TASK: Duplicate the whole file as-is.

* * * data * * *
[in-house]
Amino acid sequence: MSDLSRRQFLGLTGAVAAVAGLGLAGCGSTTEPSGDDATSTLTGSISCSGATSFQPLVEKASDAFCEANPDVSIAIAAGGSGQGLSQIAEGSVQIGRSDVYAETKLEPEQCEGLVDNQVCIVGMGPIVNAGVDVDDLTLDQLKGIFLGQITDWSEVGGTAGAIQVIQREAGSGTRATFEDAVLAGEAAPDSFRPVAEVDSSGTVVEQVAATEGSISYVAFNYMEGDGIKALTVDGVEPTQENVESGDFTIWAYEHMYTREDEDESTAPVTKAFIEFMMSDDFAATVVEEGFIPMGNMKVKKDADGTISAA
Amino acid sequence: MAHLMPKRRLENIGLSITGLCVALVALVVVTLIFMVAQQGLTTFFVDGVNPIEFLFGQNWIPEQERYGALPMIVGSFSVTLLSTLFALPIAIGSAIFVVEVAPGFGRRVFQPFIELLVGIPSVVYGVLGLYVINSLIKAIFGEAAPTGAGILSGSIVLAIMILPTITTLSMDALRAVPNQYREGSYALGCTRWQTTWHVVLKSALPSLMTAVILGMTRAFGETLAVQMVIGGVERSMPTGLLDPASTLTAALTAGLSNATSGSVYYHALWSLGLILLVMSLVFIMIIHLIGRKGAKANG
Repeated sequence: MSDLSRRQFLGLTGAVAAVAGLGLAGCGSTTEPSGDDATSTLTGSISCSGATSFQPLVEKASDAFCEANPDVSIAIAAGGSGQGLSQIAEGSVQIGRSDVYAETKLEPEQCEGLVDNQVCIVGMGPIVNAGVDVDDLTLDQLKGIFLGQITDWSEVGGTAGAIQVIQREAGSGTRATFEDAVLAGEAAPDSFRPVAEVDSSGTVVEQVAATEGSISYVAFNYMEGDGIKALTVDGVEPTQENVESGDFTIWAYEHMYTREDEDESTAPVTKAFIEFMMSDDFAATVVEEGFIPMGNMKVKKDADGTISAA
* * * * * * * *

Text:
[in-house]
Amino acid sequence: MSDLSRRQFLGLTGAVAAVAGLGLAGCGSTTEPSGDDATSTLTGSISCSGATSFQPLVEKASDAFCEANPDVSIAIAAGGSGQGLSQIAEGSVQIGRSDVYAETKLEPEQCEGLVDNQVCIVGMGPIVNAGVDVDDLTLDQLKGIFLGQITDWSEVGGTAGAIQVIQREAGSGTRATFEDAVLAGEAAPDSFRPVAEVDSSGTVVEQVAATEGSISYVAFNYMEGDGIKALTVDGVEPTQENVESGDFTIWAYEHMYTREDEDESTAPVTKAFIEFMMSDDFAATVVEEGFIPMGNMKVKKDADGTISAA
Amino acid sequence: MAHLMPKRRLENIGLSITGLCVALVALVVVTLIFMVAQQGLTTFFVDGVNPIEFLFGQNWIPEQERYGALPMIVGSFSVTLLSTLFALPIAIGSAIFVVEVAPGFGRRVFQPFIELLVGIPSVVYGVLGLYVINSLIKAIFGEAAPTGAGILSGSIVLAIMILPTITTLSMDALRAVPNQYREGSYALGCTRWQTTWHVVLKSALPSLMTAVILGMTRAFGETLAVQMVIGGVERSMPTGLLDPASTLTAALTAGLSNATSGSVYYHALWSLGLILLVMSLVFIMIIHLIGRKGAKANG
Repeated sequence: MSDLSRRQFLGLTGAVAAVAGLGLAGCGSTTEPSGDDATSTLTGSISCSGATSFQPLVEKASDAFCEANPDVSIAIAAGGSGQGLSQIAEGSVQIGRSDVYAETKLEPEQCEGLVDNQVCIVGMGPIVNAGVDVDDLTLDQLKGIFLGQITDWSEVGGTAGAIQVIQREAGSGTRATFEDAVLAGEAAPDSFRPVAEVDSSGTVVEQVAATEGSISYVAFNYMEGDGIKALTVDGVEPTQENVESGDFTIWAYEHMYTREDEDESTAPVTKAFIEFMMSDDFAATVVEEGFIPMGNMKVKKDADGTISAA